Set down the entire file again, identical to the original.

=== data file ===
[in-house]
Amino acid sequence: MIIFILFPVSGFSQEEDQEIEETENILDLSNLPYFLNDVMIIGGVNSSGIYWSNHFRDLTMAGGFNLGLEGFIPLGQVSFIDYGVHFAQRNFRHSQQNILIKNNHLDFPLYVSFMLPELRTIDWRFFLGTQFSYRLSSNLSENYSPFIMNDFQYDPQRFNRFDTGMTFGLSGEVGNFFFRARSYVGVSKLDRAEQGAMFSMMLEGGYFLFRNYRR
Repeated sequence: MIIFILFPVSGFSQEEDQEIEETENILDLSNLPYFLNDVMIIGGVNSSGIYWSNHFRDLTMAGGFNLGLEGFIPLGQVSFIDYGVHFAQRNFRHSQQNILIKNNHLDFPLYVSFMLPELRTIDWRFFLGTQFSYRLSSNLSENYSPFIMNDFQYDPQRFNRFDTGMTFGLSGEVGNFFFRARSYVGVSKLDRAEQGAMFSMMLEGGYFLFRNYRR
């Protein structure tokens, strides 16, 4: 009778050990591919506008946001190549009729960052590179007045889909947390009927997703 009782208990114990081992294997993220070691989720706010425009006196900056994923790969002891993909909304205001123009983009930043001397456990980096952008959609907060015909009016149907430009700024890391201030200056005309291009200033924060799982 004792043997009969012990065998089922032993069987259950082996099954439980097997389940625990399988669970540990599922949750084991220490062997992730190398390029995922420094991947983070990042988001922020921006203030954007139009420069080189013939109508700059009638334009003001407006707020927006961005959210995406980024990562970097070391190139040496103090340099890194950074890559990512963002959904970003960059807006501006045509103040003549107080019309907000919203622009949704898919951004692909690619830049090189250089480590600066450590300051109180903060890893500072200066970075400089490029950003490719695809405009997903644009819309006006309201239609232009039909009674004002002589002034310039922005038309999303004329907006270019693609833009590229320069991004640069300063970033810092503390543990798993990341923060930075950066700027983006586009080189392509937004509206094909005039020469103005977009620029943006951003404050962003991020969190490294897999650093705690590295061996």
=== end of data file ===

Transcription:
[in-house]
Amino acid sequence: MIIFILFPVSGFSQEEDQEIEETENILDLSNLPYFLNDVMIIGGVNSSGIYWSNHFRDLTMAGGFNLGLEGFIPLGQVSFIDYGVHFAQRNFRHSQQNILIKNNHLDFPLYVSFMLPELRTIDWRFFLGTQFSYRLSSNLSENYSPFIMNDFQYDPQRFNRFDTGMTFGLSGEVGNFFFRARSYVGVSKLDRAEQGAMFSMMLEGGYFLFRNYRR
Repeated sequence: MIIFILFPVSGFSQEEDQEIEETENILDLSNLPYFLNDVMIIGGVNSSGIYWSNHFRDLTMAGGFNLGLEGFIPLGQVSFIDYGVHFAQRNFRHSQQNILIKNNHLDFPLYVSFMLPELRTIDWRFFLGTQFSYRLSSNLSENYSPFIMNDFQYDPQRFNRFDTGMTFGLSGEVGNFFFRARSYVGVSKLDRAEQGAMFSMMLEGGYFLFRNYRR
């Protein structure tokens, strides 16, 4: 009778050990591919506008946001190549009729960052590179007045889909947390009927997703 009782208990114990081992294997993220070691989720706010425009006196900056994923790969002891993909909304205001123009983009930043001397456990980096952008959609907060015909009016149907430009700024890391201030200056005309291009200033924060799982 004792043997009969012990065998089922032993069987259950082996099954439980097997389940625990399988669970540990599922949750084991220490062997992730190398390029995922420094991947983070990042988001922020921006203030954007139009420069080189013939109508700059009638334009003001407006707020927006961005959210995406980024990562970097070391190139040496103090340099890194950074890559990512963002959904970003960059807006501006045509103040003549107080019309907000919203622009949704898919951004692909690619830049090189250089480590600066450590300051109180903060890893500072200066970075400089490029950003490719695809405009997903644009819309006006309201239609232009039909009674004002002589002034310039922005038309999303004329907006270019693609833009590229320069991004640069300063970033810092503390543990798993990341923060930075950066700027983006586009080189392509937004509206094909005039020469103005977009620029943006951003404050962003991020969190490294897999650093705690590295061996």